Physicists demonstrate first x-ray Fabry-Perot

After many years of preliminary studies, researchers have announced the first demonstration of a Fabry-Perot (FP) interferometer for hard x-rays.

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After many years of preliminary studies, researchers have announced the first demonstration of a Fabry-Perot (FP) interferometer for hard x-rays. Visible-wavelength FPs have been used for more than 100 years in the physical and life sciences but x-ray wavelengths have proven to be a challenge, mostly because x-rays do not reflect from surfaces as easily as do visible wavelengths.

Fabry-Perot interferometers (resonators) can be used to measure wavelengths at high resolutions in atomic spectroscopy, astrophysics, and laser physics, even in the infrared. An x-ray FP interferometer could be used for phase-contrast imaging of nanometer-scale objects, for studying dynamics of solids, liquids, and as interference filters with microelectronvolt spectral resolution. The advance also paves the way for novel x-ray optical devices

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An experiment reveals energy dependence of the reflectivity (large plots, top and bottom) and transmissivity (insets, top and bottom) of an x-ray Fabry-Perot interferometer. Theoretical spectra (solid red lines) are overlaid on data. In one configuration, the two crystals in the interferometer are parallel to within 0.35 µrad (large plot and inset, top). Transmissivity through two noninteracting mirrors in Bragg backscattering (dashed line, top inset) contrasts with the demonstrated interference. In another configuration, one of the mirrors is tilted by 3 µrad from parallel (large plot and inset, bottom). Additional periodic "beat" modulation further indicates a two-crystal interferometric effect (vertical dashed lines).

Until now, back-reflection mirrors with high enough reflectivity to cause interference at x-ray wavelengths had not been successful. Yuri Shvyd'ko and colleagues at the University of Hamburg (Hamburg, Germany) and the Argonne National Laboratory (Argonne, IL) used two back-reflecting sapphire crystal mirrors to solve this problem.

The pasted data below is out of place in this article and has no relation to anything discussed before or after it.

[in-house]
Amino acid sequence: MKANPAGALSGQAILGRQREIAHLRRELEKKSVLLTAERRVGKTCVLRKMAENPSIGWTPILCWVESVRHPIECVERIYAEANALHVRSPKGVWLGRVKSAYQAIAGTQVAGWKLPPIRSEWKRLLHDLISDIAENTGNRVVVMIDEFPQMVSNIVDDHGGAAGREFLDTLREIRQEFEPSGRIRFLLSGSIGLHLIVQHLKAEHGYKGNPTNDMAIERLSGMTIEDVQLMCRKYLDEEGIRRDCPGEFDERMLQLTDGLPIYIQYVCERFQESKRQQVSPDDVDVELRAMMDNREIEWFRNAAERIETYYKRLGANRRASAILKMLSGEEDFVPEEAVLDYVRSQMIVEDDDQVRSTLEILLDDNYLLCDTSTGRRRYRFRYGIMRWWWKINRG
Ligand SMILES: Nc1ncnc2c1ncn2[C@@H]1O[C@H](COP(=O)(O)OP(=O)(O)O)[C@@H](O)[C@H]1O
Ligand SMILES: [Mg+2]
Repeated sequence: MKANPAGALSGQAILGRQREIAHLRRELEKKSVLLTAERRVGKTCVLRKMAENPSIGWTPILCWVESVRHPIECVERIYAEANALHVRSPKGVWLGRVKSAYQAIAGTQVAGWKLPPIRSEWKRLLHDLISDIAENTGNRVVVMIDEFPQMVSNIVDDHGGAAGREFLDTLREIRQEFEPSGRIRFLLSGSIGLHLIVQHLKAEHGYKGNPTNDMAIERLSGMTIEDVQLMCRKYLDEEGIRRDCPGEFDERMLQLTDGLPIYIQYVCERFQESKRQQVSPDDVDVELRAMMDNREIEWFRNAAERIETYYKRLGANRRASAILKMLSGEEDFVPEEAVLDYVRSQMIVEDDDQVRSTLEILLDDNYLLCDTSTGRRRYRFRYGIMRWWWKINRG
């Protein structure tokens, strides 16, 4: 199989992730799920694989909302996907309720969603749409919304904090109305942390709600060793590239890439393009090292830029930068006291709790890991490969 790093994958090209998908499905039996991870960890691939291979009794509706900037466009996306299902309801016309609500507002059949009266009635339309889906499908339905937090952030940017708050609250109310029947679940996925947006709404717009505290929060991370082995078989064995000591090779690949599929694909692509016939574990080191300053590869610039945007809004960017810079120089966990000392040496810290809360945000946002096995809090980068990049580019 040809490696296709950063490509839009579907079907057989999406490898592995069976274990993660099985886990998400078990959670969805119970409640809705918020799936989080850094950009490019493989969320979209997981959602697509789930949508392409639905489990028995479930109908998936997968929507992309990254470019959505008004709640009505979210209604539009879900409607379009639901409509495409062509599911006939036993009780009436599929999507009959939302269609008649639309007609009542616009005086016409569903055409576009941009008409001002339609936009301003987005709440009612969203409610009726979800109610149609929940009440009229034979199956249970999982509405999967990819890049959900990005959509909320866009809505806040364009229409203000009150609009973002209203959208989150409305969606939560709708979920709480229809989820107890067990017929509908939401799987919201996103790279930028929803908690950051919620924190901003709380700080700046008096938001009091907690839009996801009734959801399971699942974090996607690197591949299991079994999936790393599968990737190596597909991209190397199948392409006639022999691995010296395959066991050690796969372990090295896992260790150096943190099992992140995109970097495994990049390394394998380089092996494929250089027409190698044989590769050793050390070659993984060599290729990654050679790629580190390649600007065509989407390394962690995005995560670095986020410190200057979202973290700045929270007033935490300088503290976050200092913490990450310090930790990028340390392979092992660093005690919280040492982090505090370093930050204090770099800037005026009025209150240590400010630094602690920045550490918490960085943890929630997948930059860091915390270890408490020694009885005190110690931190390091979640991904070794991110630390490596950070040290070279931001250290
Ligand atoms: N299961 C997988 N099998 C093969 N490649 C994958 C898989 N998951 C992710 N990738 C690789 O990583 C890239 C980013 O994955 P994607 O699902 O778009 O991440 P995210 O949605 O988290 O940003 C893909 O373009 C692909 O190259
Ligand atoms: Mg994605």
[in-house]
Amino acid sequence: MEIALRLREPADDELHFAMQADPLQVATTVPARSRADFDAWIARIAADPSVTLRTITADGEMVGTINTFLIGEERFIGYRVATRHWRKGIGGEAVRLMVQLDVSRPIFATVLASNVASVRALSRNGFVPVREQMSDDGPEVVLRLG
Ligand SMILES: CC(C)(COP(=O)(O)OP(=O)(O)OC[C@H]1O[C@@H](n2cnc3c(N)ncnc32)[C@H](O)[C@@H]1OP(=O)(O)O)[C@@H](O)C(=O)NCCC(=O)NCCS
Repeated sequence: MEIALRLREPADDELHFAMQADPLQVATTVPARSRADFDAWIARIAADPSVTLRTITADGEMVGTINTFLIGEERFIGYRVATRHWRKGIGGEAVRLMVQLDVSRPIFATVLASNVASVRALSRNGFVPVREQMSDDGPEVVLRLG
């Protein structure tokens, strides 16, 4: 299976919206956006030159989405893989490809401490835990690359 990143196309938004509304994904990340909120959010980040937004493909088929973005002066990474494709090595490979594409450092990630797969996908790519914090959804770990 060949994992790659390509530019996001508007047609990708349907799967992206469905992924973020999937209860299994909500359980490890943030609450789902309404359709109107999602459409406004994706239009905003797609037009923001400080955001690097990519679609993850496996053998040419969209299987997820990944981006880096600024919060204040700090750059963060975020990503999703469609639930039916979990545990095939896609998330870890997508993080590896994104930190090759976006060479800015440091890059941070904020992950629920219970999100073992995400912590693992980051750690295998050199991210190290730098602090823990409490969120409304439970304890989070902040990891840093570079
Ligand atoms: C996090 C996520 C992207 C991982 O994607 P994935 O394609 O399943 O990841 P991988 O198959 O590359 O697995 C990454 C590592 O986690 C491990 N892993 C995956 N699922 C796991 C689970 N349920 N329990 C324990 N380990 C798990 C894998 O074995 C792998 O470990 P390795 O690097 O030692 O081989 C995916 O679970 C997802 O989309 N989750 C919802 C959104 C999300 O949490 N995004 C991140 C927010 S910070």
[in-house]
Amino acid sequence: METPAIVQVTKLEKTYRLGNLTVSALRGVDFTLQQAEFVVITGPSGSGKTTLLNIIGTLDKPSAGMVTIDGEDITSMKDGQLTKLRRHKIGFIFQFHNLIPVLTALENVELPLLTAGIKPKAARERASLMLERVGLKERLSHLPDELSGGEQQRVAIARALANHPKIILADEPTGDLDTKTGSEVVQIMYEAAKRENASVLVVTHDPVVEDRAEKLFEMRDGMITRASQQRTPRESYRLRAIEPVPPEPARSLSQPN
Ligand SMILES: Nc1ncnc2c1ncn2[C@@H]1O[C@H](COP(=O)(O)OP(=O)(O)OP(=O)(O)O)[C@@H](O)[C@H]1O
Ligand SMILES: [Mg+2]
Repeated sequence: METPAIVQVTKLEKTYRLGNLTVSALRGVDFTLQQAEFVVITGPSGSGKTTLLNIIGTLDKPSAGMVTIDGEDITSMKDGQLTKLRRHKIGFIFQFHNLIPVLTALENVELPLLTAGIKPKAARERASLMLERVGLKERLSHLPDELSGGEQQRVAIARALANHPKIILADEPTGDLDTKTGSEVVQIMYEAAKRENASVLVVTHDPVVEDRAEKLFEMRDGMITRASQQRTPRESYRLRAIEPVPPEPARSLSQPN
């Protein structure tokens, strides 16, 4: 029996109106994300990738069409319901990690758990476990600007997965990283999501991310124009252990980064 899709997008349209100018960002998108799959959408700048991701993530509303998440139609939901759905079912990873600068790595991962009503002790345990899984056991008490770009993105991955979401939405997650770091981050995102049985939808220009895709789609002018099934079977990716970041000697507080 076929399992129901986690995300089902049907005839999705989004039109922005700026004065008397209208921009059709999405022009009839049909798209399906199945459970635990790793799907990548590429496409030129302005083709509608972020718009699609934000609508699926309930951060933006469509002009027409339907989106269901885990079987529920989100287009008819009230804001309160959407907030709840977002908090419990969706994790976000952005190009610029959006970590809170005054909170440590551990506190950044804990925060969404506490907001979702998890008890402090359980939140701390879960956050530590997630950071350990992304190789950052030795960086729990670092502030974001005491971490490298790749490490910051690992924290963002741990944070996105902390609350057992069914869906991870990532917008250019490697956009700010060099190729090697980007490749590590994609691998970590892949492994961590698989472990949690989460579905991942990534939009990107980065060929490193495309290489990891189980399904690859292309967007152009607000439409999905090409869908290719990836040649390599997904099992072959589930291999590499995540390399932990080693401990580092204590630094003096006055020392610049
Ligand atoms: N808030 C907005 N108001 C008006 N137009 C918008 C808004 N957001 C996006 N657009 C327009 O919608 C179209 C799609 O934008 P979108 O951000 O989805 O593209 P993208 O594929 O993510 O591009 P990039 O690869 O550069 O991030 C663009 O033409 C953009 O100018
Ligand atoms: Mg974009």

In the prototype x-ray FP interferometer, 14.315-keV x-rays were reflected backwards via (0 0 0 30) Bragg reflection in two single sapphire (α-Al2O3) crystals placed 53.7 mm apart. Backscattering caused the x-rays to bounce back and forth between the two parallel mirrors, causing an interference pattern with sharp FP resonances. The x-rays were constrained in a bandwidth of 2 meV and had a beam divergence of 15 × 40 µrad. The time response of the interferometer measured a finesse of 15- and 0.76-µeV-wide FP transmission resonances—a spectral resolution 100 times better than existing x-ray crystal monochromators. Because x-ray monochromators cannot resolve the narrow peaks, the energy resonances were detected in the time response of the FP by an x-ray detector with 120-ps time resolution.

Because the sapphire crystals are transparent at visible wavelengths, the researchers point out that a combined optical/x-ray interferometer may be realized by coating the sapphire x-ray mirrors to make optical mirrors. Such combined optical/x-ray FPs could be used to directly measure x-ray-to-visible wavelength ratios.

Valerie C. Coffey


  1. Y. V. Shvyd'ko et al., Phys. Rev. Lett. 90, 013904 (2003)..When light is used to manipulate microscopic objects, it is typically applied directly to the object, moving it via radiation pressure. Now, researchers at Nagoya University (Nagoya, Japan) have developed micron-scale tools, such as tweezers and needles, that are driven by light pressure to manipulate objects.1 These microscopic tools may permit intricate manipulations not possible by the relatively featureless force applied directly by a light field.

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